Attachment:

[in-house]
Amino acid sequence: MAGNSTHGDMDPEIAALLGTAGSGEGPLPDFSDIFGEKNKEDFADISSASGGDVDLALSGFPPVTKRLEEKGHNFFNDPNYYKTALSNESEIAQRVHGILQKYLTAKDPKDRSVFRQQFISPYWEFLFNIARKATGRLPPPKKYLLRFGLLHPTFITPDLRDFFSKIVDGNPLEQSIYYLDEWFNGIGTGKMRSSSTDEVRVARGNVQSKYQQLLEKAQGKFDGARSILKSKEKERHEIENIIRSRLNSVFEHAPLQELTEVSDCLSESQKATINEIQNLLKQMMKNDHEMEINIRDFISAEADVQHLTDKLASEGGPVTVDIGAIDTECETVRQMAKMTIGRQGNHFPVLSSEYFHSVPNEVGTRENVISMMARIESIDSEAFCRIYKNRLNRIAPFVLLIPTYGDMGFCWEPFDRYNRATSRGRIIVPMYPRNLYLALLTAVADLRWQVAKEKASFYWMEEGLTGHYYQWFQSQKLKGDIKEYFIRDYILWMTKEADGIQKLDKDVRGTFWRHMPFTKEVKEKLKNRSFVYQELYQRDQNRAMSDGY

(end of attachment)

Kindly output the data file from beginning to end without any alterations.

[in-house]
Amino acid sequence: MAGNSTHGDMDPEIAALLGTAGSGEGPLPDFSDIFGEKNKEDFADISSASGGDVDLALSGFPPVTKRLEEKGHNFFNDPNYYKTALSNESEIAQRVHGILQKYLTAKDPKDRSVFRQQFISPYWEFLFNIARKATGRLPPPKKYLLRFGLLHPTFITPDLRDFFSKIVDGNPLEQSIYYLDEWFNGIGTGKMRSSSTDEVRVARGNVQSKYQQLLEKAQGKFDGARSILKSKEKERHEIENIIRSRLNSVFEHAPLQELTEVSDCLSESQKATINEIQNLLKQMMKNDHEMEINIRDFISAEADVQHLTDKLASEGGPVTVDIGAIDTECETVRQMAKMTIGRQGNHFPVLSSEYFHSVPNEVGTRENVISMMARIESIDSEAFCRIYKNRLNRIAPFVLLIPTYGDMGFCWEPFDRYNRATSRGRIIVPMYPRNLYLALLTAVADLRWQVAKEKASFYWMEEGLTGHYYQWFQSQKLKGDIKEYFIRDYILWMTKEADGIQKLDKDVRGTFWRHMPFTKEVKEKLKNRSFVYQELYQRDQNRAMSDGY